Most Common Mistakes When Buying a Property in Italy.
Buying a house is a process that is similar around the world but especially for a foreigner, it can be tricky.
In most cases, purchasing a property is one of the most important decisions and probably one of the biggest investments in most people’s lives, and yet the same errors are often made over and over.
In this article, we try to highlight some of the most common and fatal mistakes in buying a property in Italy.
The Italian housing market is recovering, the latest figures speak of a recovery in sales. Last year data shows that the transactions in some cities like Bologna and Milan are growing 2 figures, and the banks have also started to provide funds again.
The main issues and mistakes are connected to the following key points (some points are mainly for foreigners and non-residents):
- Calculate wrongly the buying costs. Often people (especially non-residents) don’t know all the expenses and the fees that need to be paid connected to a property purchase, such as notary fees, legal assistance, previous condominium fees, buying taxes, transcription and registration costs;
- Unsureness on which tax needs to be calculated. Some transactions depending on the seller status are subject to VAT, in Italian “IVA” (for example when buying from developers) or to the registration duty, in Italian “Imposta di Registro” and this can change depending on the buyer status and if for him is the first house purchase or not;
- Not consulting a property lawyer before signing important documents. Such as offers or preliminary contracts or agreements. For example, not everyone knows that donated assets are subject to revocation by any heir and this legal action has long legal terms. For this reason, many banks do not grant mortgage loans for the purchase of a property from a donation. In this case, as in many others, expert advice can avoid unpleasant surprises;
- Trying to avoid consultants. People can save often more money by going through a buying process with a professional such as property lawyers by his/her side. The purchase can be negotiated, especially if some hidden costs come out from the legal due diligence or condominium check shows up debts that by law have to be requested from the buyer, these elements can work in the negotiation and lower the price and convince the seller to give a substantial discount, or simply leave that property cause is getting too complicated and consider another more smooth purchase;
- Real Estate Agent is not a Lawyer! Many people don’t hire a lawyer only because in the transaction there is an intermediary such as the real estate agent but don’t know that in the Italian legislation the real estate agent doesn’t have the legal obligation to make a legal check, he has to link the buyer and the seller, the legal side is delicate and crucial and should be taken in big consideration, can save big headaches, future costs, and fatal surprises;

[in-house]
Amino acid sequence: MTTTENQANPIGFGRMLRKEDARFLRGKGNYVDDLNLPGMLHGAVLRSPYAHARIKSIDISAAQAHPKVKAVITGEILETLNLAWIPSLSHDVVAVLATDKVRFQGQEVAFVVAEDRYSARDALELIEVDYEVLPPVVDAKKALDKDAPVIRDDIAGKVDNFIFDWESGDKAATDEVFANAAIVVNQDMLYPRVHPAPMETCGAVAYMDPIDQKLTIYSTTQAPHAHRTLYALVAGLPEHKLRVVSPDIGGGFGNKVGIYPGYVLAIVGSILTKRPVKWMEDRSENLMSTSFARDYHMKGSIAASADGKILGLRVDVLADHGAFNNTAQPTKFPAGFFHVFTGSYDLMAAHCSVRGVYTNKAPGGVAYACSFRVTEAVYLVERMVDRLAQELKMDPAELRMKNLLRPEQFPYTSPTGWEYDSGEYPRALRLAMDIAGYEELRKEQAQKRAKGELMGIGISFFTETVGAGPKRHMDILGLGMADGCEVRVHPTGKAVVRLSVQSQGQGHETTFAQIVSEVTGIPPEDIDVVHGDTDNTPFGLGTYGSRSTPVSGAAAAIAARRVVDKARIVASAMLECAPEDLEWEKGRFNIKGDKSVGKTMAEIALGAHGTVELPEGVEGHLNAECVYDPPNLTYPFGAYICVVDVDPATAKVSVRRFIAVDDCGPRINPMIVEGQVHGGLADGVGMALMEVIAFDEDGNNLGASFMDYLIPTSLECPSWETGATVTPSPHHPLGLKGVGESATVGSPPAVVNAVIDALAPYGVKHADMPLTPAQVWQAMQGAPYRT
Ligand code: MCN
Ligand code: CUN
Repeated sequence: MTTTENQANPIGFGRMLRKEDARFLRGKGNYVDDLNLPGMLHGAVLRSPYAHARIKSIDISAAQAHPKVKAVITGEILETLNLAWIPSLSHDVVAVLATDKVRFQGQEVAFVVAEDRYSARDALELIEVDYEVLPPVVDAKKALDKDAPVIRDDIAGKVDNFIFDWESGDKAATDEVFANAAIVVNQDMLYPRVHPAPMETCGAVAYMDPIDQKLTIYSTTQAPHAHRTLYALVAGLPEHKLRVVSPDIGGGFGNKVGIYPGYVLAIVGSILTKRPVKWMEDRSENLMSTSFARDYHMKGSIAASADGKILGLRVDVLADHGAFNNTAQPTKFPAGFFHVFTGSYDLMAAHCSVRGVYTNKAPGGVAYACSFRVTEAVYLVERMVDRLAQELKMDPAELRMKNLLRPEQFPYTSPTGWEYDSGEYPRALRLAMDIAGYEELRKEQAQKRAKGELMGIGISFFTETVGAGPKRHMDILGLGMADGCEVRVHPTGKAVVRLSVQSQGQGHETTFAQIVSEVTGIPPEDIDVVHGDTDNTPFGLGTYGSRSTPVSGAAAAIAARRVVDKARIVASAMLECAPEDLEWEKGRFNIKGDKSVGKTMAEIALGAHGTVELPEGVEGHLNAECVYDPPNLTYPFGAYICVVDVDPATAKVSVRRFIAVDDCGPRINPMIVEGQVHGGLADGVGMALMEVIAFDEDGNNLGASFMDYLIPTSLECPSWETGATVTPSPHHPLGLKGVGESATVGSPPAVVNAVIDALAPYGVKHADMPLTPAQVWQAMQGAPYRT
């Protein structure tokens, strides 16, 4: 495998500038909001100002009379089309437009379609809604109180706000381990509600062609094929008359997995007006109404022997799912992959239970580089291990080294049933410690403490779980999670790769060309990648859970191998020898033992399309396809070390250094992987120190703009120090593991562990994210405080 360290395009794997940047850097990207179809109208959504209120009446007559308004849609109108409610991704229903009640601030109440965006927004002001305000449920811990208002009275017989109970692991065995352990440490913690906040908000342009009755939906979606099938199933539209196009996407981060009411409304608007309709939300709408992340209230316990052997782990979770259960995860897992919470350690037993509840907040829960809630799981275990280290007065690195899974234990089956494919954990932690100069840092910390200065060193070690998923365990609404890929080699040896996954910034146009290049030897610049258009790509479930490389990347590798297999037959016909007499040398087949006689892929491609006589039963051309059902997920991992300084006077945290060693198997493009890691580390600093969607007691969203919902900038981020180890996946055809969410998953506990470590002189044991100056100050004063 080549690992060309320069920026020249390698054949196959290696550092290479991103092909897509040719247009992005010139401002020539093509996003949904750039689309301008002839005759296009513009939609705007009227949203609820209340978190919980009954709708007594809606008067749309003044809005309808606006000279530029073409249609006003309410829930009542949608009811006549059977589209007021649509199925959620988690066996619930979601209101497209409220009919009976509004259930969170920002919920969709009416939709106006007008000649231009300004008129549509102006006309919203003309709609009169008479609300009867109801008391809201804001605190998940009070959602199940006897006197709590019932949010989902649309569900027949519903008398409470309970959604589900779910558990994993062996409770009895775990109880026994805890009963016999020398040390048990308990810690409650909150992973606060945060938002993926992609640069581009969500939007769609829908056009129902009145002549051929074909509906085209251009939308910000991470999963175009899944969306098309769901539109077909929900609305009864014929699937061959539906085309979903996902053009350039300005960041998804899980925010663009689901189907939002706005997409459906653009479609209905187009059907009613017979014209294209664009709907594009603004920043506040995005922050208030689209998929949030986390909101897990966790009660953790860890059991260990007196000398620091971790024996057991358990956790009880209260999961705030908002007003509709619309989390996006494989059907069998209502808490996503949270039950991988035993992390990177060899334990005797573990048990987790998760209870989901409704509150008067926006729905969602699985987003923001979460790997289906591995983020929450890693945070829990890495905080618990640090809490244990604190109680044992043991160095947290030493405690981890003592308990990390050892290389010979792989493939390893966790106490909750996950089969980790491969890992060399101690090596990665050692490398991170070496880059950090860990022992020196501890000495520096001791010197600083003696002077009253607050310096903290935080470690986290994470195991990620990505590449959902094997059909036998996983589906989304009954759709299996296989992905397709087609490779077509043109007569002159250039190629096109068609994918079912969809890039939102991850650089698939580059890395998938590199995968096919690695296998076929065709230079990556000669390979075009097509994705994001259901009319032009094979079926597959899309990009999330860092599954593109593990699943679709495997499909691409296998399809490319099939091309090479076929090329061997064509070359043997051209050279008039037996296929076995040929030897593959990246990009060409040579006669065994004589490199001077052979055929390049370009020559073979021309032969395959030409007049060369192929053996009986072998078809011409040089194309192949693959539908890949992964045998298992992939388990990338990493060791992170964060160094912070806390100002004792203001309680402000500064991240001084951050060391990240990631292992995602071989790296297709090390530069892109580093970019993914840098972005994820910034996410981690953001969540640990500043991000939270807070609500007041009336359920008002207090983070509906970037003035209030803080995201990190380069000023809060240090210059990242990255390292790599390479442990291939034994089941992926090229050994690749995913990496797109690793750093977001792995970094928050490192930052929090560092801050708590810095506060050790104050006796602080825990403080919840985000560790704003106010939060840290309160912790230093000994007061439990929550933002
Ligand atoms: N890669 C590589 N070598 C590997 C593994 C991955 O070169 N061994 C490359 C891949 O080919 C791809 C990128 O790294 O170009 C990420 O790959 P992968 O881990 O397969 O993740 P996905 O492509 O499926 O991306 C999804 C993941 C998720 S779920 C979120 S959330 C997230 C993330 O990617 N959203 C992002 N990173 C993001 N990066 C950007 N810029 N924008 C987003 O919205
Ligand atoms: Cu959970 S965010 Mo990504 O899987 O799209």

- Mortgage Costs, Requirements, and Timing. Buying with a mortgage can take a long process and the percentage of the amount to lend can change if the individual is Italian or non-resident. This has costs and sometimes people don’t even know how much must be ready to pay and be ready to pay in the notary deed date. For the foreigners, can be lent a sum between 50-60% of the property value, but it changes from bank to bank and from the solvency and guarantees of the individual;
- Property Tax Report. People who buy a house do not know or find out in advance what taxes and maintaining costs are due for that property, and this can lead to unpleasant surprises;
- Not considering the Euribor. It could be at a high or low point, taking a look to Euribor current situation could help to know if a better idea is to maybe wait or is a good moment to just make the purchase right now because prices are raising;
- Borrowing too much and risking default. The Bank of Italy recommends that the portion of the mortgage, added to the rest of the debts (credit card, personal loans, etc.), should not exceed 35-40% of the income of the mortgage holder;
- Signing a self-made or standard template offer or contracts. Often people don’t understand that the terms, economic agreements, and clauses of the preliminary contracts can be strongly dependents to what has been subscribed in the proposal offer, this issue can be even bigger if it regards the preliminary contracts and some legal guarantees can be lost, is always better to have a legal check before signing anything, but a property lawyer can find something to do even after, hire a professional pays off;
- Not having the sense of what is expensive or cheap for a nonresident. You have to look for statistical information and compare market prices. The information can be found in many ways, from local real estate agencies to reports from the Bank of Italy, and also through many top real estate websites (such as Immobiliare.it Casa.it, etc.) that use their data from daily transactions and, finally, the Borsino Immobiliare that has official Italian transactional data;
- Thinking that the prices will for sure go up and won’t fall. There is still no clear evidence of a generalized recovery in the housing market. Just because prices in the main cities and center of Milan or Rome have risen, that doesn’t necessarily mean they will do so in the other cities or suburbs.